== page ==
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Richard Strauss

Monday, December 5, 2016


parterre box

November 28

Solid gold

parterre boxThis week’s opera is Die Liebe der Danae, which adds another notch to our complete traversal of the works of Richard Strauss, and completes the series of broadcasts from the 2016 Salzburger Festspiele. Krassimira Stoyanova, Tomasz Konieczny, and Norbert Ernst star; Franz Welser-Möst is on the podium. Truth be told, this is an opera which your alter Jungfer doesn’t know very well and, having engaged in a small battle with a door last week (the door won, resulting in a slight concussion; please don’t worry), we shall have to turn to better-informed Parterriani and the omnipotent Wikipedia to enlighten us further . Photo: Salzburger Festspiele / Forster

Royal Opera House

December 2

Watch: Livestreamed insights into Strauss' Der Rosenkavalier on 6 December 2016

Renée Fleming, production image for Robert Carsen's Der Rosenkavalier © 2016 ROH A ROH Insights event exploring Robert Carsen' s new Royal Opera production of Richard Strauss ’s Der Rosenkavalier will be livestreamed for free via this page on 6 December 2016 at 7.15pm GMT. Director of Opera Kasper Holten will interview American soprano Renée Fleming about taking on the role of the Marschallin, a princess who seduces a much younger lover in the Count Octavian. Professor Margaret Reynold from Queen Mary, University of London will join the event to discuss the historical context of the work, which had its premiere in Dresden, Germany in 1911. Since then, Der Rosenkavalier has become one of the staple works in the opera repertory, thanks in part to its exquisite music. The evening promises to bring audiences closer to Strauss's magnificent score, with a look at several excerpts and exclusive performances by cast members. Later in the evening, director Robert Carsen, whose previous productions for The Royal Opera include Falstaff and Dialogues des Carmélites , will provide further details of his new production. Carsen will also take part in a Q&A with members of the audience and those watching at home – send in your questions via Twitter using #ROHrosenkavalier . Subscribe to the Royal Opera House YouTube channel for notifications about further live streams: // function onYtEvent(payload) { if (payload.eventType == 'subscribe') { // Add code to handle subscribe event. } else if (payload.eventType == 'unsubscribe') { // Add code to handle unsubscribe event. } if (window.console) { // for debugging only window.console.log('YT event: ', payload); } } // ]]> Der Rosenkavalier runs from 17 December 2016 – 24 January 2017. Tickets are still available .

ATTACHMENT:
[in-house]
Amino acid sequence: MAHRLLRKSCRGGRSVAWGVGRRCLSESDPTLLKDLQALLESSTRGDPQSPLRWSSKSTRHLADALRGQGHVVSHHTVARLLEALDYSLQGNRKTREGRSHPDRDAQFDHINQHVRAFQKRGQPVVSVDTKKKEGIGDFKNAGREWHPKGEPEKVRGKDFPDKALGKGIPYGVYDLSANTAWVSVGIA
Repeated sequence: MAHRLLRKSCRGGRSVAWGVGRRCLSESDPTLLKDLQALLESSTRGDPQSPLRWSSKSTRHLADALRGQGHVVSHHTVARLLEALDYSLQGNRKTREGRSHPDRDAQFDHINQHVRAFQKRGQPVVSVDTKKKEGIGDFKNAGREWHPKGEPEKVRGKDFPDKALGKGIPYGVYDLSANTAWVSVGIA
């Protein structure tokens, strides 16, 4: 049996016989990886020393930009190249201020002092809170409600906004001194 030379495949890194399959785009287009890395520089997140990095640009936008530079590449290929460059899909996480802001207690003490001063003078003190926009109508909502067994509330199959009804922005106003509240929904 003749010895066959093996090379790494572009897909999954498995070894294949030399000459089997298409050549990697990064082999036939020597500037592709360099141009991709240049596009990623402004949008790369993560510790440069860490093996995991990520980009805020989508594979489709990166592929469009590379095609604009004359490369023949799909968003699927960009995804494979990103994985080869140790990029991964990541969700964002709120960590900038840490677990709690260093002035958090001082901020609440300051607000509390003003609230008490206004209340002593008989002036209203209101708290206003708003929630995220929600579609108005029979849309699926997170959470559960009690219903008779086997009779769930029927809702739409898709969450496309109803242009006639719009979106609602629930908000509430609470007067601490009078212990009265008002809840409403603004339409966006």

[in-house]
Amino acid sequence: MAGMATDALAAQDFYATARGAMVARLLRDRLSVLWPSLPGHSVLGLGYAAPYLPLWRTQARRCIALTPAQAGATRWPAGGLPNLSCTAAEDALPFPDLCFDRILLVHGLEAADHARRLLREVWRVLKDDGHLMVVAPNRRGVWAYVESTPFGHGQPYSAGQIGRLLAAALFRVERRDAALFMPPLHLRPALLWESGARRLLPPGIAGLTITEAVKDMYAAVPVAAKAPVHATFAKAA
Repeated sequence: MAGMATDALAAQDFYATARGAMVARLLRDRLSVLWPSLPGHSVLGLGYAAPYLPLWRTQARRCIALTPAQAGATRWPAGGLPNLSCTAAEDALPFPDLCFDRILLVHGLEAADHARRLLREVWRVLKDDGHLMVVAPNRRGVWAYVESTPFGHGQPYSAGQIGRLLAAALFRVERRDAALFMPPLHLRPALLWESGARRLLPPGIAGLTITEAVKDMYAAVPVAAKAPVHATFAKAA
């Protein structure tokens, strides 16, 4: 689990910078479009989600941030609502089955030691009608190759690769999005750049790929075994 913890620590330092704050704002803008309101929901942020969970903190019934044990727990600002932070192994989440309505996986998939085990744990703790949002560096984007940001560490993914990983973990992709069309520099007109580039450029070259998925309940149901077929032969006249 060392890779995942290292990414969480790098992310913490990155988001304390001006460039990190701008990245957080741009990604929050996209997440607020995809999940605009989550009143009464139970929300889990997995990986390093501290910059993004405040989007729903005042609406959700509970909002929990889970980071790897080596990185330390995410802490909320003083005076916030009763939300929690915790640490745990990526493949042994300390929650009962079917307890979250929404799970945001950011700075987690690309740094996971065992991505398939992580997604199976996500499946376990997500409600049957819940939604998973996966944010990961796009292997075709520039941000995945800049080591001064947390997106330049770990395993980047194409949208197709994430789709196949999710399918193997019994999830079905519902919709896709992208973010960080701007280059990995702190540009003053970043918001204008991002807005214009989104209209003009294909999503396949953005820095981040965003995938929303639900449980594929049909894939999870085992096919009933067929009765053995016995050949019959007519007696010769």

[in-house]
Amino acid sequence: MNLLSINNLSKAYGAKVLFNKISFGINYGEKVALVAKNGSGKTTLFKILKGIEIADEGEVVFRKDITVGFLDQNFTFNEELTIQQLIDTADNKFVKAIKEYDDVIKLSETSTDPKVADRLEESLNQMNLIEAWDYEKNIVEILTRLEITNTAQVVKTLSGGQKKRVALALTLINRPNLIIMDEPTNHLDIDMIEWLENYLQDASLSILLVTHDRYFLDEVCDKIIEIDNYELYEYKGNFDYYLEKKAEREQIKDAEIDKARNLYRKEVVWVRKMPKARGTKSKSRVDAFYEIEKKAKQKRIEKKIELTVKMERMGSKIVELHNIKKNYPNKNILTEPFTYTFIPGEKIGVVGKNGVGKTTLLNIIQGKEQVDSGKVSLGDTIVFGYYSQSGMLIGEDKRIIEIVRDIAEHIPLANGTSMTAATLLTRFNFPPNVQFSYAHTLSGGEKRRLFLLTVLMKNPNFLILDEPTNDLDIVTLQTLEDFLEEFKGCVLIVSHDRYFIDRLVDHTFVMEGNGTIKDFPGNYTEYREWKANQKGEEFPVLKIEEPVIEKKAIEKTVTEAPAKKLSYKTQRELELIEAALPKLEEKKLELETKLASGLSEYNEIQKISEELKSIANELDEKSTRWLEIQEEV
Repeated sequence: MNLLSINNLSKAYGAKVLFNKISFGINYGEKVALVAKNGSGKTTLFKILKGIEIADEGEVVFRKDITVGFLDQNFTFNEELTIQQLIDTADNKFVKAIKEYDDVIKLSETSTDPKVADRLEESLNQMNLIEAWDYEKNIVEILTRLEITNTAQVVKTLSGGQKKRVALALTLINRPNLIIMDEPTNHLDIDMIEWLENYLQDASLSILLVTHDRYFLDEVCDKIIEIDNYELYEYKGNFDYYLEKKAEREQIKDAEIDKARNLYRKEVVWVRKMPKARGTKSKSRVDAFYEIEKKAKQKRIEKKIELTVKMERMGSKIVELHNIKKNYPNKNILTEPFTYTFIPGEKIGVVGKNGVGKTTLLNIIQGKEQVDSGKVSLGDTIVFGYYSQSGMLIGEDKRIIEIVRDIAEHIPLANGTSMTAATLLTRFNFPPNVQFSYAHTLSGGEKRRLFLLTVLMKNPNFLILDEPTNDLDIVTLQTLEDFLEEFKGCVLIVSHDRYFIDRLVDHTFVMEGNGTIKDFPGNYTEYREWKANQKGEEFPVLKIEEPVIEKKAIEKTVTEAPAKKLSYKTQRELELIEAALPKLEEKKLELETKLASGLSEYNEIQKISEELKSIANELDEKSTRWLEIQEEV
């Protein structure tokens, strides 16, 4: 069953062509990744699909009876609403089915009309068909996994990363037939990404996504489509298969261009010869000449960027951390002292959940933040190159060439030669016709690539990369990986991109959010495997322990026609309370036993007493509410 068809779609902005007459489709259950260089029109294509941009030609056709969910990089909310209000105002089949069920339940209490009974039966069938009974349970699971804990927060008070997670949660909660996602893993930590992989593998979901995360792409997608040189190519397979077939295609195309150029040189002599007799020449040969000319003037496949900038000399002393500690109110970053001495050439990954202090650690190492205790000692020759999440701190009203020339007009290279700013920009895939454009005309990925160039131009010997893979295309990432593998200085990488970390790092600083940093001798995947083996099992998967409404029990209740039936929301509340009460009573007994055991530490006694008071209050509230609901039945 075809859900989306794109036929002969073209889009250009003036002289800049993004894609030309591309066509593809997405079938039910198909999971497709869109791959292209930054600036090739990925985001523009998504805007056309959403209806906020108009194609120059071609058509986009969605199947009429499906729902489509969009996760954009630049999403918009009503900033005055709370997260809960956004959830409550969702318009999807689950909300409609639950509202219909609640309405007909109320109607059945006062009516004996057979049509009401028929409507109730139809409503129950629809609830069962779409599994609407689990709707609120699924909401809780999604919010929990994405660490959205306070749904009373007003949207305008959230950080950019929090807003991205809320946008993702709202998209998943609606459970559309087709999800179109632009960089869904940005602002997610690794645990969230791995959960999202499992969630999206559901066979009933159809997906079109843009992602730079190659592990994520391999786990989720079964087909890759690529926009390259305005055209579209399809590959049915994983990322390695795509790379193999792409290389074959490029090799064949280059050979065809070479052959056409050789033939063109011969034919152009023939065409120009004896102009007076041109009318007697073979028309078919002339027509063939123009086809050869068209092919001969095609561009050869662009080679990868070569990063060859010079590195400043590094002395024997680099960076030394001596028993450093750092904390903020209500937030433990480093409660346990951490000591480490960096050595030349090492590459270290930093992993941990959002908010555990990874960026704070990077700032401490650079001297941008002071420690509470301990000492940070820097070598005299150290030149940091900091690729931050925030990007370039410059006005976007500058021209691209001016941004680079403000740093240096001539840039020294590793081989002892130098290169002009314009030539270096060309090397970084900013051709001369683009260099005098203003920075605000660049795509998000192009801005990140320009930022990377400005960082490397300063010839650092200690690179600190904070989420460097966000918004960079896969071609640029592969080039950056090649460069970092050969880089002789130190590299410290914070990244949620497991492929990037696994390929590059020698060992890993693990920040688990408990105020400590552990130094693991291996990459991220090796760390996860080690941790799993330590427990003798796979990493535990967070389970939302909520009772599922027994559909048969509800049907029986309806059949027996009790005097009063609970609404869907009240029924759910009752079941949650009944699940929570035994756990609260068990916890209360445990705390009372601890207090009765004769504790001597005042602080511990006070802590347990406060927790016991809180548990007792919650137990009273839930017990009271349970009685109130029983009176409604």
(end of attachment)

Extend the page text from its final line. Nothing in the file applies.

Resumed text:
The Well-Tempered Ear

December 2

Classical music: Broadcasts of operas from the Met and string quartets by the UW-Madison’s Pro Arte Quartet are featured on old media and new media this Saturday and Sunday. Plus, the 89th Edgewood college Christmas Concert is tonight and tomorrow afternoon.